Europe’s hopes of keeping the Ryder Cup are likely to depend upon how well six rookies handle the tension and pressure of opposing fans and a determined United States squad.
Leading Europe’s charge will be four-time major champion Rory McIlroy, Open champion Henrik Stenson, 2013 US Open winner Justin Rose, two-time major champion Martin Kaymer and veterans Sergio Garcia and Lee Westwood.
But they are joined by a new generation of golfers, Spain’s Rafa Cabrera Bello and 20-something Ryder Cup newcomers Andy Sullivan, Matthew Fitzpatrick, Chris Wood and Masters champion Danny Willett of England plus captain’s choice Thomas Pieters of Belgium.
“The rookies are going to experience things that they have probably never experienced before on a golf course. It’s just to make them aware of that and sort of try to help them embrace that,” McIlroy said. “It’s a tough environment to come to, especially in an away Ryder Cup. There’s going to be things said. I just have to make sure that the guys know that and they are ready for that.”
There’s no lack of drama in a Ryder Cup. Six of the past 12 have been decided by a single point. And there’s a reason many of them bear such nicknames as ‘War on the Shore’, ‘Battle of Brookline’ or ‘Miracle at Medinah’.
“First match in the Ryder Cup is going to be like playing a final round of a major for all 18 holes,” McIlroy said. “That’s what it’s like. It’s a tournament where you get feelings that you’ve never had before.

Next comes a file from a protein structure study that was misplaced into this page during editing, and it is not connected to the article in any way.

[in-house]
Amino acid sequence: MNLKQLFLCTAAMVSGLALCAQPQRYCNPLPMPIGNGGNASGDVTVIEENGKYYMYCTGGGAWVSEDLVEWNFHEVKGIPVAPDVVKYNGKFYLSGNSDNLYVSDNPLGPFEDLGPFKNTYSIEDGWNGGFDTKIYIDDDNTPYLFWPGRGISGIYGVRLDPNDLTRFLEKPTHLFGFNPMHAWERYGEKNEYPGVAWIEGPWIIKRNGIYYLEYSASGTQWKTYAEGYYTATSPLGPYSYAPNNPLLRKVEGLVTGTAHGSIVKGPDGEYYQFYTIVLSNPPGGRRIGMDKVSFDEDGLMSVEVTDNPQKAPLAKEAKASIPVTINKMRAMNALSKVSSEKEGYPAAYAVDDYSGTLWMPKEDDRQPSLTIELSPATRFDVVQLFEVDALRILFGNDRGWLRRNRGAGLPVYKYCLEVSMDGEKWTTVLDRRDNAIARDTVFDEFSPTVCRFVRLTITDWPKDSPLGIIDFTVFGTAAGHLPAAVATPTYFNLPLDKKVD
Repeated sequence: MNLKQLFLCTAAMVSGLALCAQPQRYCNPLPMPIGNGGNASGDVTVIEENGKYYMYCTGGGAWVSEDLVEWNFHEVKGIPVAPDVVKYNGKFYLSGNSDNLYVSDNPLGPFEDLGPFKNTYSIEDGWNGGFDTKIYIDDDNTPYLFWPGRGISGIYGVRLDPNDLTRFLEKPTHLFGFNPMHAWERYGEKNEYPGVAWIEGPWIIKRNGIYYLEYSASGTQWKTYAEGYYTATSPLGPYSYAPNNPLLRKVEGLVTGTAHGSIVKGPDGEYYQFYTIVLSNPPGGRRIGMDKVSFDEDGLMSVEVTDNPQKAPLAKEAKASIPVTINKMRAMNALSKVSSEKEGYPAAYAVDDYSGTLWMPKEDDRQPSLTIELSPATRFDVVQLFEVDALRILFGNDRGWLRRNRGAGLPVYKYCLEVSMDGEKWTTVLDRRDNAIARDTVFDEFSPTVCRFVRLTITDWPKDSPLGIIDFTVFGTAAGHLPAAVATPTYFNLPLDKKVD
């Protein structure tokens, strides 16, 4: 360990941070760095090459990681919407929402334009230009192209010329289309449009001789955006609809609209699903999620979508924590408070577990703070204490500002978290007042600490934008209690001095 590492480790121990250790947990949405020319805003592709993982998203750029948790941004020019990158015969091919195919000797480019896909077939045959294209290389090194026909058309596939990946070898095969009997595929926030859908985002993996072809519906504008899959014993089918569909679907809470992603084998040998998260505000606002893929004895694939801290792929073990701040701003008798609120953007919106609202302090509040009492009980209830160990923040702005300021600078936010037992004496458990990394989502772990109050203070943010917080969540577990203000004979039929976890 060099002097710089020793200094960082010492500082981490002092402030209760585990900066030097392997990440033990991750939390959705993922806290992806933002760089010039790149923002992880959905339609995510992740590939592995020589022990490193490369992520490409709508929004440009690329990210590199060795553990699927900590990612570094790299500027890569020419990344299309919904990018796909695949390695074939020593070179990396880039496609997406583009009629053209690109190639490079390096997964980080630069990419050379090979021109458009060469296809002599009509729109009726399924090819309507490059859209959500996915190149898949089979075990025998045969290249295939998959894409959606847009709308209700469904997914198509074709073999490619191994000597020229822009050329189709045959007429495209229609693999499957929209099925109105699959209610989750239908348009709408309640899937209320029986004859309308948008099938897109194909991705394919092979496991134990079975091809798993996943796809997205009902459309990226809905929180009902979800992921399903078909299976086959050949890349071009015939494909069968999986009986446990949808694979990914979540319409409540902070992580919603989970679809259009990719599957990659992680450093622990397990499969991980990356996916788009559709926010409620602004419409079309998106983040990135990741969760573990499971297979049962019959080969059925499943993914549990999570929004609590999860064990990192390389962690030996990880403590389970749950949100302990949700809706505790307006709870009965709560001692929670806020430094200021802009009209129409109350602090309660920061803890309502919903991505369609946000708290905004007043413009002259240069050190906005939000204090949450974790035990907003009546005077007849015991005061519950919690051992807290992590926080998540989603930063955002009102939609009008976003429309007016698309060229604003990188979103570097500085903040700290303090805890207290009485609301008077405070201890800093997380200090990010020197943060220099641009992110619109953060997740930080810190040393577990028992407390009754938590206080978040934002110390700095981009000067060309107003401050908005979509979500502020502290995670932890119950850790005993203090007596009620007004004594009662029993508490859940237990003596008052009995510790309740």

“A Ryder Cup away from home is difficult. You have people chirping at you and you really have to try to keep your concentration because you are not just playing the 12 guys on the American team. You are battling a crowd that’s rooting against you as well. For most of the guys that’s quite an unusual scenario. Being the away team is quite difficult.”
Rio Olympic runner-up Stenson is confident the Ryder Cup rookies will react well to the tensions of the trophy fight.
“It’s always good to have some fresh blood on there and I think we have a strong team despite it having a lot of rookies,” said Stenson. “They are good players, even though they might be Ryder Cup rookies. When you have the current Masters champion, you don’t really put him in the rookie category.”
There were six rookies in the victorious 2010 team at Celtic Manor, while seven made the team that was beaten at Brookline in 1999.
Three of those players – Jarmo Sandelin, Jean van de Velde and Andrew Coltart – famously did not feature at all for the first two days as Europe built a 10-6 lead, only for all three to lose their singles matches as the home side staged a remarkable fightback.
The 48-year-old Clarke cannot see himself repeating Mark James’s approach.
“I don’t mean any disrespect to the guys that didn’t play until Sunday at Brookline, but the guys are global players nowadays,” Clarke said. “The rookies that we have now are more comfortable in America because they have been playing more over there, so it’s somewhat different to what it was back then.”
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